2 min read

Competency: Prove to me you can do it, safely

By Michael Selinger

I attended an industry panel discussion recently where the vexed question of verification of competency (VOC) was raised. Competency is a measure of proven skills and proven knowledge. VOC is a process where a business verifies the competency of a worker before allowing them to commence work.

It often arises in the context of high risk industries, like construction. It is a vexed issue because there are no consistent or approved criteria for verifying the competency of any particular worker.

In general terms, competency may be verified by:

  1. Recognition of prior learning;
  2. On-site recognition of current competency;
  3. Training and development programs.

Most verification methods will always include a documented assessment. Although theoretical knowledge should be assessed in the classroom environment, it can also be conducted on the job through verbal questioning. On the other hand, assessing someone’s skills is usually conducted on the job via a test or simulation. Keeping records of this assessment is important.

Recognition of prior learning (RPL)

Many organisations will recognise prior learning as a valid way of verifying competency. This process is used to determine the worker’s experience and knowledge gained through training, whether formal or informal, and other work experience. This can be used for your workers if they are involved in undertaking repeated tasks or working on a particular piece of equipment for many years.

An organisation can also recognise current competency. This is a process where a person has previously been deemed to be competent or completed an assessment elsewhere which is still said to be current. A business might assume that the worker was competent before and is now required to be reassessed to ensure the maintenance of that competence.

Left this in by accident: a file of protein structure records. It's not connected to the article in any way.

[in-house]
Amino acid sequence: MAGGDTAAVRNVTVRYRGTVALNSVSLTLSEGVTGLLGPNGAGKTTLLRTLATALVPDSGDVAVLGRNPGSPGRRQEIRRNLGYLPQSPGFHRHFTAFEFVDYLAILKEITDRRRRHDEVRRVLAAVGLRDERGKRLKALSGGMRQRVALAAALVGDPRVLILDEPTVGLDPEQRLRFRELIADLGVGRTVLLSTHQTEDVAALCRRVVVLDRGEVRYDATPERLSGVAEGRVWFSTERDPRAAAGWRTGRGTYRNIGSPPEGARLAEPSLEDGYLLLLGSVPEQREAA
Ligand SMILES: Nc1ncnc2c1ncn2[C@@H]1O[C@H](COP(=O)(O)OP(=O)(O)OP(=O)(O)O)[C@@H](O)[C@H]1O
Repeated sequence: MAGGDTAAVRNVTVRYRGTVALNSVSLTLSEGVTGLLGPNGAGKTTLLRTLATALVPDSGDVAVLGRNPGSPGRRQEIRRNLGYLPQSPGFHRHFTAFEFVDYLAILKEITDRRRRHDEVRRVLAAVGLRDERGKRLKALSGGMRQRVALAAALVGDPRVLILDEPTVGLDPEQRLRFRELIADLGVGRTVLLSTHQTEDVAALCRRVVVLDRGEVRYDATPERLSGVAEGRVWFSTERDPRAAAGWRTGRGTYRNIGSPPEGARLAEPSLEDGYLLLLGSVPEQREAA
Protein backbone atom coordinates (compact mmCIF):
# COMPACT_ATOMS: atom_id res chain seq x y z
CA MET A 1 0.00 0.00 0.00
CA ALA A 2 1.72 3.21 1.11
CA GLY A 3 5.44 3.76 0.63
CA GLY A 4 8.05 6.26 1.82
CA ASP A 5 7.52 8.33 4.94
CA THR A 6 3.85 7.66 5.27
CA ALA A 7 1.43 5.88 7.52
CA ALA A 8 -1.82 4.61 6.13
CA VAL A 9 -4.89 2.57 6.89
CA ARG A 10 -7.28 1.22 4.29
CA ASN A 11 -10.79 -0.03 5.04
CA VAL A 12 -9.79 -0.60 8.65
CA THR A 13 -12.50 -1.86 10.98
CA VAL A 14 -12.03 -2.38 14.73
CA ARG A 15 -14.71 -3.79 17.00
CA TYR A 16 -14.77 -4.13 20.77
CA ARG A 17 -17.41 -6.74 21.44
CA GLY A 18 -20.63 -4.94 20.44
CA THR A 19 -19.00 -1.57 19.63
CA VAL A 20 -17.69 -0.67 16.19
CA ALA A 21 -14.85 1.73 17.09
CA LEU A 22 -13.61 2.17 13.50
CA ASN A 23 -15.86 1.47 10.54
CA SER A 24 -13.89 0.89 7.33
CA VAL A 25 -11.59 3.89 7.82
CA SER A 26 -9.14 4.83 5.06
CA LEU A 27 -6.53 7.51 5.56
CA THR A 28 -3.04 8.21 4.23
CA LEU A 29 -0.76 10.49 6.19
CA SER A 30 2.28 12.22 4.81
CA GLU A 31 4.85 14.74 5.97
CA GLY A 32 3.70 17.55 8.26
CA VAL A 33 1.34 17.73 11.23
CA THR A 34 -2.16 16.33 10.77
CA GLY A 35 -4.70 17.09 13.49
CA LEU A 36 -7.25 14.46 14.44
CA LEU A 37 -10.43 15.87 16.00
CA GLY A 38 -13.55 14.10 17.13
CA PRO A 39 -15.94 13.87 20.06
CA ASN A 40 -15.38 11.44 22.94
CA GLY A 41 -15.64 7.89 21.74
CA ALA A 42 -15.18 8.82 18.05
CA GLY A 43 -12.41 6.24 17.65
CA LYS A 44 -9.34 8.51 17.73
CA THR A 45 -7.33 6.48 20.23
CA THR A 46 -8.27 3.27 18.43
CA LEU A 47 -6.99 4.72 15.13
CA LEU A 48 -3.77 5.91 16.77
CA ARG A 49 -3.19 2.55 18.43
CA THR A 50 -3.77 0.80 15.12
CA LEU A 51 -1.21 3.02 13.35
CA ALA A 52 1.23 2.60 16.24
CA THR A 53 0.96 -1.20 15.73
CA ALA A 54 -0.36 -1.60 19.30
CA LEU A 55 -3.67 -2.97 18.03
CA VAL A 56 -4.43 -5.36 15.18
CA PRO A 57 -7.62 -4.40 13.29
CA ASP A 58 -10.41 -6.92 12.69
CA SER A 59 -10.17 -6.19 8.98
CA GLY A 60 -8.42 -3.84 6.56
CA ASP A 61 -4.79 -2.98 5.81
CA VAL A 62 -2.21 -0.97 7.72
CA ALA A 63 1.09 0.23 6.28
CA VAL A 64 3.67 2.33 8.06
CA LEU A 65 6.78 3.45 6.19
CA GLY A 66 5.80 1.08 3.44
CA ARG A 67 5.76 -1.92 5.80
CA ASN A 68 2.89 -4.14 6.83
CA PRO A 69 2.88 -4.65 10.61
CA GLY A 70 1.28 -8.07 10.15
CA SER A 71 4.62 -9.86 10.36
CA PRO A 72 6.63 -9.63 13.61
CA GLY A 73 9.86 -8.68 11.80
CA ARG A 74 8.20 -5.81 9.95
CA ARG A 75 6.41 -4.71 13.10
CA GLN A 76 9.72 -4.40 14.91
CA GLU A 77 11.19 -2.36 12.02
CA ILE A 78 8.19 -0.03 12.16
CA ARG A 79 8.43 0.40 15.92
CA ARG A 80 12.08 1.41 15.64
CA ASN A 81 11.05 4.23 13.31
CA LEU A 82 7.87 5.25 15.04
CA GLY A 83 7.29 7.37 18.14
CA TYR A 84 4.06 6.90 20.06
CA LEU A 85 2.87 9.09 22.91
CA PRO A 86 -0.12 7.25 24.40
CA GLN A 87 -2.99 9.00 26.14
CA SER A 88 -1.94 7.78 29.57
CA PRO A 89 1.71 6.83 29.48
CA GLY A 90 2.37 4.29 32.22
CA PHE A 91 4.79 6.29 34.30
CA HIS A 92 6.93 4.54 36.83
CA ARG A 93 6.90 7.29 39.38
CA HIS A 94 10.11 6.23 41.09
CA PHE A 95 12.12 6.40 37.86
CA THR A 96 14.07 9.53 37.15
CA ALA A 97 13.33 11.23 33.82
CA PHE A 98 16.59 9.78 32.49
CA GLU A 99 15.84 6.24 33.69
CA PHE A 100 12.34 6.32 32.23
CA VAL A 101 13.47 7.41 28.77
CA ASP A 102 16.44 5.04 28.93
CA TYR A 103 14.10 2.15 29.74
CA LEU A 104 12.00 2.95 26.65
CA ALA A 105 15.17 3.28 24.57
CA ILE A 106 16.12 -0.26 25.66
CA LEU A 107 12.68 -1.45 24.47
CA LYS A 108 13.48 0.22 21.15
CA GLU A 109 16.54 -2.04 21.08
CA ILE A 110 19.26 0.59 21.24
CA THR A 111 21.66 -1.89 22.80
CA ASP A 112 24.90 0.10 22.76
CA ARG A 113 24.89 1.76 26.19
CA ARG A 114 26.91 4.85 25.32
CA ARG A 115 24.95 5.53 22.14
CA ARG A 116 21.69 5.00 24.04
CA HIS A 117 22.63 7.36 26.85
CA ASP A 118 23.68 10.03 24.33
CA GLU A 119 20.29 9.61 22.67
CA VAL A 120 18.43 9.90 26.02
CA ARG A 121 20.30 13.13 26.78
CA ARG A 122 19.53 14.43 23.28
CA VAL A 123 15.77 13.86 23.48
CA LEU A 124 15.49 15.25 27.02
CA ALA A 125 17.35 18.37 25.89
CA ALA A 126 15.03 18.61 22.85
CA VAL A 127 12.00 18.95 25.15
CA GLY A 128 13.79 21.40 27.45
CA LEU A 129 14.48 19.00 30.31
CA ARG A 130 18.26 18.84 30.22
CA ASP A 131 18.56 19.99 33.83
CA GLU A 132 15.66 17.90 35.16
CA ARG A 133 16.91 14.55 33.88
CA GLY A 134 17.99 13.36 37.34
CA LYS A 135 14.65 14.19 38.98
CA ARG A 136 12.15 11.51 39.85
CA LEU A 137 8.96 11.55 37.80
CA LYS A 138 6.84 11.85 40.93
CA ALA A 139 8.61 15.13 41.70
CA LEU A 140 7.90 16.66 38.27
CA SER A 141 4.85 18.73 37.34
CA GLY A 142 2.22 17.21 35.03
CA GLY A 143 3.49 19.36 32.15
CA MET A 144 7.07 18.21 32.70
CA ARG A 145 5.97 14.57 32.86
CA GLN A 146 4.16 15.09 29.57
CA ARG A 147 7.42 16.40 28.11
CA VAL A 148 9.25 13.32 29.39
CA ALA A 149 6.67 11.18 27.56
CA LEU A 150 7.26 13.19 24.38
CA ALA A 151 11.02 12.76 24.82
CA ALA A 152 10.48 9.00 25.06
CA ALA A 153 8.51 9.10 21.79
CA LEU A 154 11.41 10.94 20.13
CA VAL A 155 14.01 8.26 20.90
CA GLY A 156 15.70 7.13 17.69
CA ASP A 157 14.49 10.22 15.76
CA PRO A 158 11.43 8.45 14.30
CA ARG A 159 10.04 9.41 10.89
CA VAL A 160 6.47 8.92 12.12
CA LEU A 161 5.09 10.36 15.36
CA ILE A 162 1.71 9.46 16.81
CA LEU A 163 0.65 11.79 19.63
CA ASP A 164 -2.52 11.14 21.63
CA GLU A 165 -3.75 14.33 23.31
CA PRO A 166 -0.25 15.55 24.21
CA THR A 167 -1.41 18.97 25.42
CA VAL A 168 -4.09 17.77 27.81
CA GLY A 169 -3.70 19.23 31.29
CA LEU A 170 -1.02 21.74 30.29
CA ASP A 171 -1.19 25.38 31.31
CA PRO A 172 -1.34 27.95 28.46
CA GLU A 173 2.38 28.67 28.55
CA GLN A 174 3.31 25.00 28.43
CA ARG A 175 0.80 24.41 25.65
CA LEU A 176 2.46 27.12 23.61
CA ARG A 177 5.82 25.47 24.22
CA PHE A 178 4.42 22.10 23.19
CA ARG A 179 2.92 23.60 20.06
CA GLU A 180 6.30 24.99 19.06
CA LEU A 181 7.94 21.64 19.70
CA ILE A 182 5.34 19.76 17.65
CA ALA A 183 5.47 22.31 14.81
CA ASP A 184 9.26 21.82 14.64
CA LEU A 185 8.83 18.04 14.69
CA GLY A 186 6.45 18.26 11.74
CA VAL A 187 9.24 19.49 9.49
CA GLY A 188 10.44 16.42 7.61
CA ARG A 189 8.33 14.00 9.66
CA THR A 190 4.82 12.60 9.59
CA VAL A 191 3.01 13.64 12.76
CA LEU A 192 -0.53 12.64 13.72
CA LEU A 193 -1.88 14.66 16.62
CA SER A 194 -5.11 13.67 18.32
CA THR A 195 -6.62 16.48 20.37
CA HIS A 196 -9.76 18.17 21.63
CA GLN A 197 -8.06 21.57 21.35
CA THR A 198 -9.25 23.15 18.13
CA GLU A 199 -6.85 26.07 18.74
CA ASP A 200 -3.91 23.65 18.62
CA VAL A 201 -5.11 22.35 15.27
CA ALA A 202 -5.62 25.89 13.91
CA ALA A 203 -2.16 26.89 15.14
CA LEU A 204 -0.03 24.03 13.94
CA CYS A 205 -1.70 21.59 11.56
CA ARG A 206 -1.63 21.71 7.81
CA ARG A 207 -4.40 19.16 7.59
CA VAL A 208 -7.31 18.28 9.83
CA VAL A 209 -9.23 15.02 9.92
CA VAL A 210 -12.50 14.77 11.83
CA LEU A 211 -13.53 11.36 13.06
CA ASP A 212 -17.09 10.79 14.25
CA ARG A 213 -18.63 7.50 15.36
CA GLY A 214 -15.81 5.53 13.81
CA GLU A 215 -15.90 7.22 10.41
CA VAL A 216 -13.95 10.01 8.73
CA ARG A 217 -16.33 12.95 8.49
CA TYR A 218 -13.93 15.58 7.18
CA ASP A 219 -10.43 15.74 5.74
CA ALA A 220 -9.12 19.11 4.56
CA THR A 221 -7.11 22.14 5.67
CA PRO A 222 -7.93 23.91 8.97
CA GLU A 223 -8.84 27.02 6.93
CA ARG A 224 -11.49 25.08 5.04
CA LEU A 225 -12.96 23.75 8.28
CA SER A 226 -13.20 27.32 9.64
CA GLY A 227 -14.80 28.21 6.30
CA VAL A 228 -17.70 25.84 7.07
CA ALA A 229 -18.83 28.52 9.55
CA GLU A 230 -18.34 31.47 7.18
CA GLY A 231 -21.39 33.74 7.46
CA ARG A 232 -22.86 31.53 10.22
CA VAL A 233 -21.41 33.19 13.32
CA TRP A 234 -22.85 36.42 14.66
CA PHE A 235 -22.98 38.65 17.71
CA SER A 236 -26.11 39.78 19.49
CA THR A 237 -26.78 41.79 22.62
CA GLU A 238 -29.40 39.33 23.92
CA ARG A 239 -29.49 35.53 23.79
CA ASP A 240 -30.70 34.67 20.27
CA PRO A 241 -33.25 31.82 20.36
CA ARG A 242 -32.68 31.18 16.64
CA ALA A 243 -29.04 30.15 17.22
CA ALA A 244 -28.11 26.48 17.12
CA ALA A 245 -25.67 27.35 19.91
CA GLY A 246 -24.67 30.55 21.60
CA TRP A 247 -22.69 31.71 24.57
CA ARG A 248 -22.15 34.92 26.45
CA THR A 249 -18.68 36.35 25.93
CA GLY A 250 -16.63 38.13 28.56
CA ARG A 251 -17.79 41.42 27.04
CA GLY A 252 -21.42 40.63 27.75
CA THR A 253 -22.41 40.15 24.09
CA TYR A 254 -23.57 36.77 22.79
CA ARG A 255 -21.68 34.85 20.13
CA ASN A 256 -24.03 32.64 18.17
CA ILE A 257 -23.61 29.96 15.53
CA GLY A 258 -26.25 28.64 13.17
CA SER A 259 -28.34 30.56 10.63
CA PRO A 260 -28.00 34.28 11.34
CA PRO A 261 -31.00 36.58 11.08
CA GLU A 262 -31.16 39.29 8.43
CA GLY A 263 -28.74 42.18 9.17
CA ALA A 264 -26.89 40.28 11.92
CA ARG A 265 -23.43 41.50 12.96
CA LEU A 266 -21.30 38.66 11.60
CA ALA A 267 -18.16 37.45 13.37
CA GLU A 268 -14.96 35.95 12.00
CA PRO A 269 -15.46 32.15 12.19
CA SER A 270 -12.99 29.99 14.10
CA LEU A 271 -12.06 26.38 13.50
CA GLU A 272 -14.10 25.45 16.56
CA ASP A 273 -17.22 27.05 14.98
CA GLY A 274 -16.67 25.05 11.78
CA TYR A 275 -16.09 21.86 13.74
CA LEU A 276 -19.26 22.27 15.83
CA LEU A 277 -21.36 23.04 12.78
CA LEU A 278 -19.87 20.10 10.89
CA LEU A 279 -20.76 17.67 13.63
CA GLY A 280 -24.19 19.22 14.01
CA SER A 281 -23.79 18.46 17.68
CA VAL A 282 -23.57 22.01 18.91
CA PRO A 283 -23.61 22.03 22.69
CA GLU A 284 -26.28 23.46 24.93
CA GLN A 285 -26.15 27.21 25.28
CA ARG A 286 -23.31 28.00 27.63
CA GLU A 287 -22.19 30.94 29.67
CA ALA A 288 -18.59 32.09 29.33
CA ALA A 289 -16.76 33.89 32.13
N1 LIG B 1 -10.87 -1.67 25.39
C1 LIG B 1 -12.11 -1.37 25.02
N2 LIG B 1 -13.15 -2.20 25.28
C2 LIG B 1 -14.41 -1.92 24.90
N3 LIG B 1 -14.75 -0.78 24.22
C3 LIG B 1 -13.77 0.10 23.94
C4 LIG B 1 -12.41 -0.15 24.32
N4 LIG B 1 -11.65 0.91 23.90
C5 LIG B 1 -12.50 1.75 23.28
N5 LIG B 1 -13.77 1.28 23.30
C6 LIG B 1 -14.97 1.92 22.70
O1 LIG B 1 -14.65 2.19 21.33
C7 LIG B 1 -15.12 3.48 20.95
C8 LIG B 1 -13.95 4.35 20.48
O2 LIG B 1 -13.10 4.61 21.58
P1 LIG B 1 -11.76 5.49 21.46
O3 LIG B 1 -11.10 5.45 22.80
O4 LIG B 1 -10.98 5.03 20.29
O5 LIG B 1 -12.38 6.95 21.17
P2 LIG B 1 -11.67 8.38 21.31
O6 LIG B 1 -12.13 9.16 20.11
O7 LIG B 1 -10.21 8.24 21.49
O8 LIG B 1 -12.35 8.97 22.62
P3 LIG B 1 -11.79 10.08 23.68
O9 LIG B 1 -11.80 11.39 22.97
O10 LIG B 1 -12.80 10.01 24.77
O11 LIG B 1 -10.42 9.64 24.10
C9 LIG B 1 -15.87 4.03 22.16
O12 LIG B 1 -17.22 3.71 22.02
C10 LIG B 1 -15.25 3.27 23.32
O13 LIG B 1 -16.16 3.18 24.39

The important aspects for this type of process is to ensure that any evidence given or assessed as part of that verification is actually current and authentic. Sometimes, this can be challenging.

Finally, an organisation might rely on gauging a worker’s competency through a training and development program, whether via a classroom environment or online. In either case, it is important that the components of the training the worker receives meet the criteria of competency for the particular task. Often these are conducted through a technical college with specific components. A worker has to demonstrate that they passed these components in order to be considered competent. Of course, you still will want to observe them perform the job for you when they start.

The VOC has taken greater significance ever since the safety regulators ceased issuing a number of operator licences. For example, front end loaders, excavators, scrapers, road rollers, and skid steer loaders. Now, the onus is now on the business to ensure that an operator of plant is competent.

Taking the above approaches into account, a business might rely on one or more of the following as evidence of competency:

  • A previous assessment of competency;
  • A statement of attainment or other nationally-recognised qualification;
  • Completed training at an industry training school or competency card from that industry;
  • Evidence of on-the-job training by another experienced and competent person, along with log books.

With the ever-increasing focus on improving safety in the workplace, VOC has a significant role to play.

However, it is important to keep focus of the main purpose of VOC, which is to ensure the worker has adequate skills and expertise to undertake the task. This does not mean that there is a requirement for repeated VOC checks on experienced workers, so long as an organisation can demonstrate that it relied on credible and authentic evidence to establish the competency of the worker.

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